Bagging Aquarium Fish and Dechlorinating Pond Water

A reader disagrees about how to add air to a bag containing fish.

Q. I was going through the July 1997 issue of AFI when I read this department. Stephen Meyer, are you nuts? In response to a question about moving goldfish, you told the guy to put some water in a plastic bag, “blow into the bag” for air, and then tie it up for transport. You were kidding when writing this stuff right?

Remember back in physical science class: breathe in oxygen and exhale…carbon dioxide! I am sure that this guy’s fish died in about 20 minutes after following your advice. I think you owe him a new fish for this false information.

I am writing this in detail so you can follow. When you bag a fish you can catch atmospheric air (which contains 20-percent oxygen) in the bag. Or better yet, shoot oxygen from an oxygen cylinder, or pump air from an air pump, or use a commercial oxygen supplement.

One more thing. I hope you don’t maintain ponds, because your advice about dechlorinating was wrong. There is a simple solution for dechlorinating pond water when doing a water change (once again in detail so you can follow). Use a Python system hose fitted with a modular filter containing activated carbon. The carbon removes the chlorine and there is no need to worry about the fish.

A. Sorry you found my column so disagreeable. It is true the exhaled air contains a smaller percentage of oxygen and a higher percentage of carbon dioxide (CO2) compared with atmospheric air. The difference, however, is negligible (unimportant) when you blow up a bag for fish for short hauls.

Really, think about it. The rapid breathing that takes place when you blow up a balloon (or give CPR) does not allow for much gas exchange in the lungs. If it was true that exhaled air had dangerous concentrations of CO2, what do you think would happen when you gave CPR to someone? How many people have died from CO2 asphyxiation after receiving CPR?

Yes, an air pump would be a good alternative, but not if you did not have an air pump. Yes, an oxygen cylinder would be a good alternative, but not if you did not have one — or were afraid of a fire hazard. I agree that an oxygen-rich air mixture would be a superior choice for long hauls. But, frankly, opening the bag and breathing fresh air into it a few times would do just as well.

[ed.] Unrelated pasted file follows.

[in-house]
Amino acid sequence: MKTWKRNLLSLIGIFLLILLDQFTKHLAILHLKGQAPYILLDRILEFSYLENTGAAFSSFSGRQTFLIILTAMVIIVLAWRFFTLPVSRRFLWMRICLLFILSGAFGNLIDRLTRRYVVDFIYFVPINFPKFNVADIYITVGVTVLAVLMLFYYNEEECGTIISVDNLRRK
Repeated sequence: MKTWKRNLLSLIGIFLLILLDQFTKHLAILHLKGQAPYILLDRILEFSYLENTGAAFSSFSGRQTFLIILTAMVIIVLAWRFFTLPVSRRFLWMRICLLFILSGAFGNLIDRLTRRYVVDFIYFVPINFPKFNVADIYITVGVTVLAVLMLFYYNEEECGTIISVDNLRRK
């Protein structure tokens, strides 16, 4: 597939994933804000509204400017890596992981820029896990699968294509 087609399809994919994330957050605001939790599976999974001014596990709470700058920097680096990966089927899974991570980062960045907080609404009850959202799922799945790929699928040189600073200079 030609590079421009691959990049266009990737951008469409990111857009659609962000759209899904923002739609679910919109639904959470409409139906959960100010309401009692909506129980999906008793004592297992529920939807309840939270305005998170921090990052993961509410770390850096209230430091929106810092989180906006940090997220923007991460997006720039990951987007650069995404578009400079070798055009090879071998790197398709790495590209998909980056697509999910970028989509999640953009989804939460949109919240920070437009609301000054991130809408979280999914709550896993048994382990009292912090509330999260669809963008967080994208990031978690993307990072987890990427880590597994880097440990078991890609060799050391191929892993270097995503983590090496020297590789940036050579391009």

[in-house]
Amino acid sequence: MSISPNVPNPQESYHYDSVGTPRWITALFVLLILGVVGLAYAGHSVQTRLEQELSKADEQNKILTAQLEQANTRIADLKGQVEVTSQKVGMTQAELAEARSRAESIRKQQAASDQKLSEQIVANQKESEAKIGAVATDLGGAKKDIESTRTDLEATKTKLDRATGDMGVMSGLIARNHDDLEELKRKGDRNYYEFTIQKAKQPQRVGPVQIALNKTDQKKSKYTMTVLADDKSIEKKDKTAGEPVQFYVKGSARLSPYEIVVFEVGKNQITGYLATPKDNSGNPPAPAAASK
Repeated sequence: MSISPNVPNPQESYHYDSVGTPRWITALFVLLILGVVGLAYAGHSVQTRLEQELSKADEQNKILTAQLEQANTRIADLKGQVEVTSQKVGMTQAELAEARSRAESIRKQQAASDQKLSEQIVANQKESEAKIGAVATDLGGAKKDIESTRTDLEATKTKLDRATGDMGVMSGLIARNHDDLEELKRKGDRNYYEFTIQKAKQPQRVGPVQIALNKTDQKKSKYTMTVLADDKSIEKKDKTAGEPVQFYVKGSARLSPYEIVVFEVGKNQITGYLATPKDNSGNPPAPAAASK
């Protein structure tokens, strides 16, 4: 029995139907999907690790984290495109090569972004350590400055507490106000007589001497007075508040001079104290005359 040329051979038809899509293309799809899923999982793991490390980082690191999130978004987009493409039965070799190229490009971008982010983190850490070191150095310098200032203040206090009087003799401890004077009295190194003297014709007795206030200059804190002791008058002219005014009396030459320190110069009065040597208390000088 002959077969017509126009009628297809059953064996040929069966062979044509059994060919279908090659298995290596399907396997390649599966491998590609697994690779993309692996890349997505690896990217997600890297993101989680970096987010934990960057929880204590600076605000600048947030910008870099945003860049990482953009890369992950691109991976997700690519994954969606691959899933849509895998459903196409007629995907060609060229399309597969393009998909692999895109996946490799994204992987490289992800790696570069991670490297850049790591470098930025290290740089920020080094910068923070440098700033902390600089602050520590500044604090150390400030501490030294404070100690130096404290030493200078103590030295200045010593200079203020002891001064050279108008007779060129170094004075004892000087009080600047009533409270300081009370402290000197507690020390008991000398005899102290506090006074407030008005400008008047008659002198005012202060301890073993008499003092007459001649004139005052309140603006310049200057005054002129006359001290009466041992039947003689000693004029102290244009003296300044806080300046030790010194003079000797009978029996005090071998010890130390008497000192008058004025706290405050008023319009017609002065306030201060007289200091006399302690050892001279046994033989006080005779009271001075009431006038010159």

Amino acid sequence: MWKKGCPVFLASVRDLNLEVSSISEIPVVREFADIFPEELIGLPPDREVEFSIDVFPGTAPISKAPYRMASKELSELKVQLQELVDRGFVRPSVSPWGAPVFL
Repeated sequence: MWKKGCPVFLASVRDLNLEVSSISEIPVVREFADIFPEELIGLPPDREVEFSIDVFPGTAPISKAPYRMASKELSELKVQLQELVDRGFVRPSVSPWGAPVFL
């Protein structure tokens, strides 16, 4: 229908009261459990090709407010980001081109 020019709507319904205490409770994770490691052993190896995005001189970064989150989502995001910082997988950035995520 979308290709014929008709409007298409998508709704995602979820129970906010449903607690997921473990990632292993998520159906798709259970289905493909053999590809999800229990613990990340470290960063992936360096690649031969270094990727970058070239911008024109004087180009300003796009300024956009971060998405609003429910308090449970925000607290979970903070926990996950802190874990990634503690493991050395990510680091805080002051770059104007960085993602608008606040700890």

Fortunately, you can tell when bagged fish need “fresh air” because the bag deflates as CO2 replaces oxygen. It loses its tautness.

Fish are most likely to suffocate when the bag contains too much water. The volume ratio of air to water is more important under most conditions. Roughly, the bag should contain no more than 25 percent water. In fact, the great risk to transporting fish is not asphyxiation but 1) ammonia poisoning, 2) overheating or freezing, 3) leaks, 4) physical injury and 5) systemic stress from handling during the move.

Regarding the use of activated carbon for dechlorination, yes, it would work. But first, most pond water changes involve a hefty volume of water on a frequent basis, and therefore a hefty volume of activated carbon to do the job right.

Second, most pond water changes involve fairly rapid flows that would be significantly impeded passing through a carbon chamber. Water changes already take hours in my ponds using 1-inch hoses. Your approach would require a day or more. Third, it really is not necessary in most circumstances. On the other hand, for those who have small garden ponds (say, a few hundred gallons or less) your idea has lots of merit.

Thanks for writing. I think a smart reader should always have a healthy skepticism about the material found in magazines and books. I am glad to see you questioning the advice you read here.

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Article Categories:
Fish · Lifestyle